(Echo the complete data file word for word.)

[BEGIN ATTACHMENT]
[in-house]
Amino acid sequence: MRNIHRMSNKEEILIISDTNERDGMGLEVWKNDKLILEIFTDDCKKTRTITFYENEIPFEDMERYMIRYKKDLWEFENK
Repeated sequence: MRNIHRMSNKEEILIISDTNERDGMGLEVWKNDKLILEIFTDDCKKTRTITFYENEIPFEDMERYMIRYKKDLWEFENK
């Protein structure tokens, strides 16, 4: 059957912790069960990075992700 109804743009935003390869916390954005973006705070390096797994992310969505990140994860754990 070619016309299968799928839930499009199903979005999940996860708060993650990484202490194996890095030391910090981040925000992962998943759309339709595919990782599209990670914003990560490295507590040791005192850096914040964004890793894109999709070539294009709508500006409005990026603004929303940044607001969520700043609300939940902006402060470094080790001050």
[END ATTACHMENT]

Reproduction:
[in-house]
Amino acid sequence: MRNIHRMSNKEEILIISDTNERDGMGLEVWKNDKLILEIFTDDCKKTRTITFYENEIPFEDMERYMIRYKKDLWEFENK
Repeated sequence: MRNIHRMSNKEEILIISDTNERDGMGLEVWKNDKLILEIFTDDCKKTRTITFYENEIPFEDMERYMIRYKKDLWEFENK
């Protein structure tokens, strides 16, 4: 059957912790069960990075992700 109804743009935003390869916390954005973006705070390096797994992310969505990140994860754990 070619016309299968799928839930499009199903979005999940996860708060993650990484202490194996890095030391910090981040925000992962998943759309339709595919990782599209990670914003990560490295507590040791005192850096914040964004890793894109999709070539294009709508500006409005990026603004929303940044607001969520700043609300939940902006402060470094080790001050």